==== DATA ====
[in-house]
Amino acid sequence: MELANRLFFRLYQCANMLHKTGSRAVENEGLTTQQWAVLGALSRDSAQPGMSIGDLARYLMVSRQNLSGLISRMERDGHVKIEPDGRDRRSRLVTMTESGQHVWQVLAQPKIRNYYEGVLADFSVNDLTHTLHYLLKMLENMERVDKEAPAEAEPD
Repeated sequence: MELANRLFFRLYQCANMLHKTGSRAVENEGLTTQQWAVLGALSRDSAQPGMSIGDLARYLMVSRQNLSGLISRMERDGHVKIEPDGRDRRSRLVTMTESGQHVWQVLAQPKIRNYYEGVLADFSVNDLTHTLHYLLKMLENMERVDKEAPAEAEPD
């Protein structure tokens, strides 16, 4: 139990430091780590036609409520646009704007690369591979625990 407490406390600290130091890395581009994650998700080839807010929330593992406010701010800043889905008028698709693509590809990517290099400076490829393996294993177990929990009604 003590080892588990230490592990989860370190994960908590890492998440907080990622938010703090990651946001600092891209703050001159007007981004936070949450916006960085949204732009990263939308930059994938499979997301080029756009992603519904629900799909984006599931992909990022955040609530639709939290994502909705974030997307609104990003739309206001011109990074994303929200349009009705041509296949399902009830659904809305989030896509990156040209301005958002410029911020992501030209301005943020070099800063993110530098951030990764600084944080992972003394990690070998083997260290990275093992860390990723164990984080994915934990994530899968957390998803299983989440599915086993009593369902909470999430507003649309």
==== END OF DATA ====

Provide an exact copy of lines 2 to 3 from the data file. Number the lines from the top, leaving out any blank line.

Amino acid sequence: MELANRLFFRLYQCANMLHKTGSRAVENEGLTTQQWAVLGALSRDSAQPGMSIGDLARYLMVSRQNLSGLISRMERDGHVKIEPDGRDRRSRLVTMTESGQHVWQVLAQPKIRNYYEGVLADFSVNDLTHTLHYLLKMLENMERVDKEAPAEAEPD
Repeated sequence: MELANRLFFRLYQCANMLHKTGSRAVENEGLTTQQWAVLGALSRDSAQPGMSIGDLARYLMVSRQNLSGLISRMERDGHVKIEPDGRDRRSRLVTMTESGQHVWQVLAQPKIRNYYEGVLADFSVNDLTHTLHYLLKMLENMERVDKEAPAEAEPD